What It's Like To...Work for a 24/7 Entrepreneur
Luther Garcia, global head of e-commerce for London-based online travel site LastMinute.com, is always working.
Wed, December 15, 2004
CIO — When I first met Brent Hoberman in June of 2003 to interview for the job, I could tell he had tons of energy. During the interview, for example, he checked his e-mail while we were talking. I was taken aback, but when I mentioned it to the CTO, he said that's just the way he is. Brent started LastMinute.com, and as CEO, he drives us as he drives the business.
We have site-monitoring technology, and Brent is constantly checking, catching errors. When he sees a problem, he calls several people to see what's going on. It doesn't matter what time it is, he calls. He calls me at 1a.m. and 2 a.m., and then he follows up at 7 a.m. I don't think he sleeps at all. I can't imagine him lying prone for more than a few minutes at a time. I think it frustrates him that other people do. One weekend, we were rolling out a software release, and I had been in the office for 24 hours. Brent was there too, and he had me call someone from marketing at midnight to find out about a voucher deal. She was stunned and appalled to hear from me.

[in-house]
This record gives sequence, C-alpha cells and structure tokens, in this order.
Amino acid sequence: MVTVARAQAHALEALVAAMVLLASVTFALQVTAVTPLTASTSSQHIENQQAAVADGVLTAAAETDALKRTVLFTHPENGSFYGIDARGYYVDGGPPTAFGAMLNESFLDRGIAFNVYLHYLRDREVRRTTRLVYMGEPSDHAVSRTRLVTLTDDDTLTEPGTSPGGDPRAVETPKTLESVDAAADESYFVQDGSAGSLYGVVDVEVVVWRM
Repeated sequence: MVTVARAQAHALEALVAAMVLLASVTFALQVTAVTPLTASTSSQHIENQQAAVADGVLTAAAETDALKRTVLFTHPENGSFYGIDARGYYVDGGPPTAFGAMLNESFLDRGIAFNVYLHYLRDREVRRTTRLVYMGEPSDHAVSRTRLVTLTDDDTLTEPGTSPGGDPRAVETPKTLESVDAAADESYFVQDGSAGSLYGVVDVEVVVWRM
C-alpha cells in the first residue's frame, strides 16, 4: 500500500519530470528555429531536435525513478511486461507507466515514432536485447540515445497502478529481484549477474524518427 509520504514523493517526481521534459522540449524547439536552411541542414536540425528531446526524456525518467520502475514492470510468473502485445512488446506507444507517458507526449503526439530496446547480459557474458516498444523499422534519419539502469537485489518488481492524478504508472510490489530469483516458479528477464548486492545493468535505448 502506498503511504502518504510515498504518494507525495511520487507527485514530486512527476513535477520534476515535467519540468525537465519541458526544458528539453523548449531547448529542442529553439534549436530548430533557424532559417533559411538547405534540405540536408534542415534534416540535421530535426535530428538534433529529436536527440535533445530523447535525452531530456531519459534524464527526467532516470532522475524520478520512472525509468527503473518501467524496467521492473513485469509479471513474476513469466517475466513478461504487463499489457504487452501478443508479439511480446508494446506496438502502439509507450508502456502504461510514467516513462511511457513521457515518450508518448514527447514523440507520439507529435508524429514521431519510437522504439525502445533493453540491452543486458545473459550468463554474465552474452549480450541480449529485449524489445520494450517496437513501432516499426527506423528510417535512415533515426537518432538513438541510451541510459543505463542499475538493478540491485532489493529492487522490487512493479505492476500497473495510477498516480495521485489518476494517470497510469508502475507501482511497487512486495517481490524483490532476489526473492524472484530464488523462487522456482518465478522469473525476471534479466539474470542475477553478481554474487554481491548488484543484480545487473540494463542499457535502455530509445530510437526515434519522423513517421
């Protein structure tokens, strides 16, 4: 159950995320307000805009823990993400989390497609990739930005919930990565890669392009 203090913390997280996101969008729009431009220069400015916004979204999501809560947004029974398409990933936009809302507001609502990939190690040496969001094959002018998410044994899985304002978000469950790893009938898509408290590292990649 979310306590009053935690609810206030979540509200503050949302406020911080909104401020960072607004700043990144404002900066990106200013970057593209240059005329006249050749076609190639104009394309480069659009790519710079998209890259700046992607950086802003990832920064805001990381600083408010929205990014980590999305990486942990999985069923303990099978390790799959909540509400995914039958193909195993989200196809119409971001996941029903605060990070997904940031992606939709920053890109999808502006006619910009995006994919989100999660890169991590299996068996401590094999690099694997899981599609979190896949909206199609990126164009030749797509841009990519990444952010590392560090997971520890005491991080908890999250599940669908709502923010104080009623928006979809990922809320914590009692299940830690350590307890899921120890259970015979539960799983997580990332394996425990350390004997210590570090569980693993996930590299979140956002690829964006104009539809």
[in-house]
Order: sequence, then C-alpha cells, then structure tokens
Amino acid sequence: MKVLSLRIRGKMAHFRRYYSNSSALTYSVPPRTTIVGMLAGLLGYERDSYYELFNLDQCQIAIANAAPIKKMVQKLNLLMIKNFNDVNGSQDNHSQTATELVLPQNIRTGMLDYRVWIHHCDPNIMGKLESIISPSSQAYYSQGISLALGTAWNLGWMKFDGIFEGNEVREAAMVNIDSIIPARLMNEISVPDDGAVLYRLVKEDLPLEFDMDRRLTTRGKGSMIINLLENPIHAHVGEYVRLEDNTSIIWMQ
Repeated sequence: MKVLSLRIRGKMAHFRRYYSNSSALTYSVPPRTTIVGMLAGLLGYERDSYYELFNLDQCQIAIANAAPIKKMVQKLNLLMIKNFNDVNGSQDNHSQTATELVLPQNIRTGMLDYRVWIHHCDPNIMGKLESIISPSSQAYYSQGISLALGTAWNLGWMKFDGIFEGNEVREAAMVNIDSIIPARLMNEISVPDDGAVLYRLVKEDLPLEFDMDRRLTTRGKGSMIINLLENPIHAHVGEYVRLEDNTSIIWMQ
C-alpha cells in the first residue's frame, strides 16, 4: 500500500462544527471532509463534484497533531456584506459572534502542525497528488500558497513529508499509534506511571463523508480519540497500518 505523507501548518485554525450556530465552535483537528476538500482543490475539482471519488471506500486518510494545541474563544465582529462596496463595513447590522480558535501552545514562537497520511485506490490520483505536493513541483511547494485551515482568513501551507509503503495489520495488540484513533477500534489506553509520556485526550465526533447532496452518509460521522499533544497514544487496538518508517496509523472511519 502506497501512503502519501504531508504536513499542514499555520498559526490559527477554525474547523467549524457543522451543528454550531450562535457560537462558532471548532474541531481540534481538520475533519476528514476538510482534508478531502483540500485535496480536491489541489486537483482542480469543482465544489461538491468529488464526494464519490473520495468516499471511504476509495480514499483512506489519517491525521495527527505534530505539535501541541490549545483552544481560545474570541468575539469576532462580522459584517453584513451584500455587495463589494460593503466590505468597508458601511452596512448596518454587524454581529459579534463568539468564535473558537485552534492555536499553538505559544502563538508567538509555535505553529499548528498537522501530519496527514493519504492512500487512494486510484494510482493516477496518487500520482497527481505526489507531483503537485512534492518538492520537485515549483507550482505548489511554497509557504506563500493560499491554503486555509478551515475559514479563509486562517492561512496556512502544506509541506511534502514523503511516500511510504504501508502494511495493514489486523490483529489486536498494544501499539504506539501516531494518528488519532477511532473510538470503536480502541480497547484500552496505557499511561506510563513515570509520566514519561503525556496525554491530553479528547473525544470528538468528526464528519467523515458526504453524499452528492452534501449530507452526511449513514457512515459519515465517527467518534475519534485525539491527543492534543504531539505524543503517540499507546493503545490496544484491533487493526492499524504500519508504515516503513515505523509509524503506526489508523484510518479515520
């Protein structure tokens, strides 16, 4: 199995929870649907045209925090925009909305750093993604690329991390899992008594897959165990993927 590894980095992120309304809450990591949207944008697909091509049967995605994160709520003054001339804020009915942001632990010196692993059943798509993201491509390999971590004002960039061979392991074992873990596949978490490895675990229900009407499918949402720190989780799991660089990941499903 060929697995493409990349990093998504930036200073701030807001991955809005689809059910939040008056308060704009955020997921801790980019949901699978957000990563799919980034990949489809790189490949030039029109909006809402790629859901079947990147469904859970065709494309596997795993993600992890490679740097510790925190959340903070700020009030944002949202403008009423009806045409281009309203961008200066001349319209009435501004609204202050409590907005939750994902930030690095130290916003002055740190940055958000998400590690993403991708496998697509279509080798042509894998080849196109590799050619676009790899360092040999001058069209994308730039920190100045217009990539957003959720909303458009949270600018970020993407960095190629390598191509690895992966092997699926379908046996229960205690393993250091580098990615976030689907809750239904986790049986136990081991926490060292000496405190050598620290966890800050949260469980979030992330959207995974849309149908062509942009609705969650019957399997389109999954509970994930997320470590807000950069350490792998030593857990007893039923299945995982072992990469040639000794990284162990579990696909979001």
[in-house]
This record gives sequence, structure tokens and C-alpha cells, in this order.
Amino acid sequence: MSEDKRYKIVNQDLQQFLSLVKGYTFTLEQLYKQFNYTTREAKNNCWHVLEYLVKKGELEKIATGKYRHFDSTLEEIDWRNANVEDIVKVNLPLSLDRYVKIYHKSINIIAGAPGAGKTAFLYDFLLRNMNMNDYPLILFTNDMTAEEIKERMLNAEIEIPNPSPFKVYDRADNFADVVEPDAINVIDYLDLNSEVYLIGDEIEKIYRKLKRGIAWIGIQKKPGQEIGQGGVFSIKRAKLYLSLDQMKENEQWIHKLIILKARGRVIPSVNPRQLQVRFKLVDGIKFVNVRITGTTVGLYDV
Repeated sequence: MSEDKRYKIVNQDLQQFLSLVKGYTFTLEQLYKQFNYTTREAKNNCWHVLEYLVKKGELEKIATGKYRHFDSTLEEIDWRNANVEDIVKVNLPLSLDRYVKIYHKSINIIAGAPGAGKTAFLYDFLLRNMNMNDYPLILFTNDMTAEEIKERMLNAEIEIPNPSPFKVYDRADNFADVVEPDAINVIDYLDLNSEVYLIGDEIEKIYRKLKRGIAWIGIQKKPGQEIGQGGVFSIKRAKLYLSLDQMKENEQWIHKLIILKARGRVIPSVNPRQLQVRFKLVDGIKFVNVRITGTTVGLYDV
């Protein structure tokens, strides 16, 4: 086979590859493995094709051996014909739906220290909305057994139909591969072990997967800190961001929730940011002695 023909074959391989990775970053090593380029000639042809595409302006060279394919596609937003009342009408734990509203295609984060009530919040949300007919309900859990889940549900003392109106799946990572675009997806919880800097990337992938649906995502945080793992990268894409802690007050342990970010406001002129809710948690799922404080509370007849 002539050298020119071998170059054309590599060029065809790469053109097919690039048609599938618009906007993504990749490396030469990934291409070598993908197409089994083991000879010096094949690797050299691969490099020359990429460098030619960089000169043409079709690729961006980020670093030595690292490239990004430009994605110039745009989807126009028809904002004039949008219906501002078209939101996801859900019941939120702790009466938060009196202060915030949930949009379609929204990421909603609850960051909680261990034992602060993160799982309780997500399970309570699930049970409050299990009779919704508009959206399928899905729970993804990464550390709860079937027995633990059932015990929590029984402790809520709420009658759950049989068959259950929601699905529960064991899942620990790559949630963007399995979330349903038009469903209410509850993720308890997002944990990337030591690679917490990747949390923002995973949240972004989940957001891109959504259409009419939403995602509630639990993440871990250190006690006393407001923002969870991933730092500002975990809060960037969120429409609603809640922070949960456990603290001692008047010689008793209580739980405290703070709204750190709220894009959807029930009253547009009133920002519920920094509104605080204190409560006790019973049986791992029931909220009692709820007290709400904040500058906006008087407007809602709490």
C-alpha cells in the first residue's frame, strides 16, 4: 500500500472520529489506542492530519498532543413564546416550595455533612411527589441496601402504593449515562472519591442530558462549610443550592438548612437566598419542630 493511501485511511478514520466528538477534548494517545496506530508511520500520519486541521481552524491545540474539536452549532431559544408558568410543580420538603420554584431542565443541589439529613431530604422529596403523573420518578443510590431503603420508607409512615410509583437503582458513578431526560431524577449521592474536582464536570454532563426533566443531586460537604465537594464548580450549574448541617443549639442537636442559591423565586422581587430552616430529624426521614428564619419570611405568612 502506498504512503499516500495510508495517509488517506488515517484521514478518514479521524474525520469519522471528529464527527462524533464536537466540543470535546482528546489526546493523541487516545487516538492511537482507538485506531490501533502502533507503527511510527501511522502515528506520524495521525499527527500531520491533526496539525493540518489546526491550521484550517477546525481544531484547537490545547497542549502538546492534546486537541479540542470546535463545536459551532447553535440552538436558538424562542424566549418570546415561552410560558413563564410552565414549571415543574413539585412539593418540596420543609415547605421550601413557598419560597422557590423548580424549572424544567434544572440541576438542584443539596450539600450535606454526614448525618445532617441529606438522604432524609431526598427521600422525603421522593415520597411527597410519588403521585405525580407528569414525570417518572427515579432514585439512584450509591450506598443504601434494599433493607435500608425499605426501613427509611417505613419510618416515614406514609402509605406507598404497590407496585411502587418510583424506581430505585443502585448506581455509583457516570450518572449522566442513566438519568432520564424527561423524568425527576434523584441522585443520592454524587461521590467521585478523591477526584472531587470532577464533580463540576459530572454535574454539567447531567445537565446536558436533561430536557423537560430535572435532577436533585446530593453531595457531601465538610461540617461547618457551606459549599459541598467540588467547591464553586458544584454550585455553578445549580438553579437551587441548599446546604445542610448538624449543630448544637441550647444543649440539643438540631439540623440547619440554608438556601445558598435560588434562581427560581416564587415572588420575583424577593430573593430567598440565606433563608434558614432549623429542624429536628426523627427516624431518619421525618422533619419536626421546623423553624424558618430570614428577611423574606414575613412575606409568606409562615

I don't think Brent is ever happy, and I think that's a good thing. If he was happy, we just wouldn't do as much. We've had nine major software releases and added about 40 racks of new equipment before the summer high season, among other things.
I've basically been on call 24/7 since August 2003, and it drains you. It's exhilarating, but exhausting. Brent calls when he's on holiday, from planes, from beaches. But he usually doesn't call us when he knows we're on holiday.
He's not a monster.
As told to Susannah Patton